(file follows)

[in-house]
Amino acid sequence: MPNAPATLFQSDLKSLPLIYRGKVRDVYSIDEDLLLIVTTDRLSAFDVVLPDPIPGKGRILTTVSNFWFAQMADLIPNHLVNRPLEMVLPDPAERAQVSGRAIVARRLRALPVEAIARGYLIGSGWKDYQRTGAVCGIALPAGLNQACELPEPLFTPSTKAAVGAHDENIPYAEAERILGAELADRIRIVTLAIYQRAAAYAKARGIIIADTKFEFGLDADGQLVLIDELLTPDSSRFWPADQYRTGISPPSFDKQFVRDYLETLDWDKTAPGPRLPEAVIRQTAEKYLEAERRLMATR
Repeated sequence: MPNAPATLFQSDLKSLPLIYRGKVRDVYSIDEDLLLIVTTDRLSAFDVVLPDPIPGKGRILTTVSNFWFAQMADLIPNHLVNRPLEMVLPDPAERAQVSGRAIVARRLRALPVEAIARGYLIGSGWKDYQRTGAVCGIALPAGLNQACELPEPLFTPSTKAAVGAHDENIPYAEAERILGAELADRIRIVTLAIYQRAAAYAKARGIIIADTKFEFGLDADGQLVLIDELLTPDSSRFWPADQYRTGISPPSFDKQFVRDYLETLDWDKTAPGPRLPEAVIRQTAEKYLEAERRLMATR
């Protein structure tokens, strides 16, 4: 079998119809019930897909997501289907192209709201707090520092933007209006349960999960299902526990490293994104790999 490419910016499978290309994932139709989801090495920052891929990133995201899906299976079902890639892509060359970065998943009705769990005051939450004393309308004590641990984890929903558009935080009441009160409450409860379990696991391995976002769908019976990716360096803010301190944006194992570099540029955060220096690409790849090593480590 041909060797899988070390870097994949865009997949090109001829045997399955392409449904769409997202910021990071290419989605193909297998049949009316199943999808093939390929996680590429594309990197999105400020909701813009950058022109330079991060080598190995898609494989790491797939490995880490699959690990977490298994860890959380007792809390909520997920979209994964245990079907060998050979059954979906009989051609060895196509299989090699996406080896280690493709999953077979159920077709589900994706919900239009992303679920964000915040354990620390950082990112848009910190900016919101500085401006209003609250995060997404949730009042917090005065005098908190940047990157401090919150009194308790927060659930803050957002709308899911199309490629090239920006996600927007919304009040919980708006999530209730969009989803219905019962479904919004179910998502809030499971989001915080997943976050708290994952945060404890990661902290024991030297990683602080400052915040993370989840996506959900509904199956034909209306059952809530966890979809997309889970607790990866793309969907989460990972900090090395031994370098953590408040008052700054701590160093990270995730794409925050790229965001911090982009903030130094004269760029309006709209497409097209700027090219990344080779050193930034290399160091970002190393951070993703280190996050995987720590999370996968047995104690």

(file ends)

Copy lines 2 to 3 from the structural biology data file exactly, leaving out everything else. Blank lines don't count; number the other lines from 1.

Amino acid sequence: MPNAPATLFQSDLKSLPLIYRGKVRDVYSIDEDLLLIVTTDRLSAFDVVLPDPIPGKGRILTTVSNFWFAQMADLIPNHLVNRPLEMVLPDPAERAQVSGRAIVARRLRALPVEAIARGYLIGSGWKDYQRTGAVCGIALPAGLNQACELPEPLFTPSTKAAVGAHDENIPYAEAERILGAELADRIRIVTLAIYQRAAAYAKARGIIIADTKFEFGLDADGQLVLIDELLTPDSSRFWPADQYRTGISPPSFDKQFVRDYLETLDWDKTAPGPRLPEAVIRQTAEKYLEAERRLMATR
Repeated sequence: MPNAPATLFQSDLKSLPLIYRGKVRDVYSIDEDLLLIVTTDRLSAFDVVLPDPIPGKGRILTTVSNFWFAQMADLIPNHLVNRPLEMVLPDPAERAQVSGRAIVARRLRALPVEAIARGYLIGSGWKDYQRTGAVCGIALPAGLNQACELPEPLFTPSTKAAVGAHDENIPYAEAERILGAELADRIRIVTLAIYQRAAAYAKARGIIIADTKFEFGLDADGQLVLIDELLTPDSSRFWPADQYRTGISPPSFDKQFVRDYLETLDWDKTAPGPRLPEAVIRQTAEKYLEAERRLMATR